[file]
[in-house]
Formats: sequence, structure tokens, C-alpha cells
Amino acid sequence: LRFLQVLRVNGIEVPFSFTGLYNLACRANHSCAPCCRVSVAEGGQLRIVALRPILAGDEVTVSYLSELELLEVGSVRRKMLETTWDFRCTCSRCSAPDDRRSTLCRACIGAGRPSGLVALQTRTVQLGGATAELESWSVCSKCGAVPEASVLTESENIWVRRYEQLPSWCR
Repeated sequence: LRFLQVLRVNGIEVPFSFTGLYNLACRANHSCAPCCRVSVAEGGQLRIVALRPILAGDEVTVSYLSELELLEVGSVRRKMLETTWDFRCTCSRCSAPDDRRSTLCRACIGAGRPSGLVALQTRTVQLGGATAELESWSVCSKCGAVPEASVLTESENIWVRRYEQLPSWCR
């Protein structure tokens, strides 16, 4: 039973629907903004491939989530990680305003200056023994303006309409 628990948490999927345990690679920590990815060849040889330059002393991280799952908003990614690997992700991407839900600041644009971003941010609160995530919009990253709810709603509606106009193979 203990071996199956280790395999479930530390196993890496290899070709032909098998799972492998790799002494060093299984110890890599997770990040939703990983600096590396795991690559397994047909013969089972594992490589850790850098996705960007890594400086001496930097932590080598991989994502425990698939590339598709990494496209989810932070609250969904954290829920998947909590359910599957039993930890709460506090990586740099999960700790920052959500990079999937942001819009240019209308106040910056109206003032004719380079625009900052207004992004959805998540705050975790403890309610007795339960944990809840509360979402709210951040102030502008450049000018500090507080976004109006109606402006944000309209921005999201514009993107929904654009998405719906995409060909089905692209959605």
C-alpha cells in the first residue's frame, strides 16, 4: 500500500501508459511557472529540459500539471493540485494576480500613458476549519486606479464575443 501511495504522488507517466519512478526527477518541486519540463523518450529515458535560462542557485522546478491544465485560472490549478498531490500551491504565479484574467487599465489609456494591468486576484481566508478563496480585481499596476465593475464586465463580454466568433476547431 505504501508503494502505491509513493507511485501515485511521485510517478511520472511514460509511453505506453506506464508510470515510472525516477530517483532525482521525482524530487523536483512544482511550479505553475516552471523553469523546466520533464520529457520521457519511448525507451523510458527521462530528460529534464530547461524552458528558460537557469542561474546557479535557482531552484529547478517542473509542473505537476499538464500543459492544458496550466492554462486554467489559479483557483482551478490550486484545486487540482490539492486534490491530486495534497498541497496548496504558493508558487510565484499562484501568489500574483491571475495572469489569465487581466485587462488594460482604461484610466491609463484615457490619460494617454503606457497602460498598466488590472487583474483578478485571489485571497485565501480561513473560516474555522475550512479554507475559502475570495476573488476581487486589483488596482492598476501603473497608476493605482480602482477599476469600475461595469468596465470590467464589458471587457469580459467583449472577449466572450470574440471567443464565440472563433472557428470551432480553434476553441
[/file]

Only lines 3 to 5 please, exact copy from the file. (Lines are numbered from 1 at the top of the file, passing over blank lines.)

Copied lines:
Amino acid sequence: LRFLQVLRVNGIEVPFSFTGLYNLACRANHSCAPCCRVSVAEGGQLRIVALRPILAGDEVTVSYLSELELLEVGSVRRKMLETTWDFRCTCSRCSAPDDRRSTLCRACIGAGRPSGLVALQTRTVQLGGATAELESWSVCSKCGAVPEASVLTESENIWVRRYEQLPSWCR
Repeated sequence: LRFLQVLRVNGIEVPFSFTGLYNLACRANHSCAPCCRVSVAEGGQLRIVALRPILAGDEVTVSYLSELELLEVGSVRRKMLETTWDFRCTCSRCSAPDDRRSTLCRACIGAGRPSGLVALQTRTVQLGGATAELESWSVCSKCGAVPEASVLTESENIWVRRYEQLPSWCR
């Protein structure tokens, strides 16, 4: 039973629907903004491939989530990680305003200056023994303006309409 628990948490999927345990690679920590990815060849040889330059002393991280799952908003990614690997992700991407839900600041644009971003941010609160995530919009990253709810709603509606106009193979 203990071996199956280790395999479930530390196993890496290899070709032909098998799972492998790799002494060093299984110890890599997770990040939703990983600096590396795991690559397994047909013969089972594992490589850790850098996705960007890594400086001496930097932590080598991989994502425990698939590339598709990494496209989810932070609250969904954290829920998947909590359910599957039993930890709460506090990586740099999960700790920052959500990079999937942001819009240019209308106040910056109206003032004719380079625009900052207004992004959805998540705050975790403890309610007795339960944990809840509360979402709210951040102030502008450049000018500090507080976004109006109606402006944000309209921005999201514009993107929904654009998405719906995409060909089905692209959605």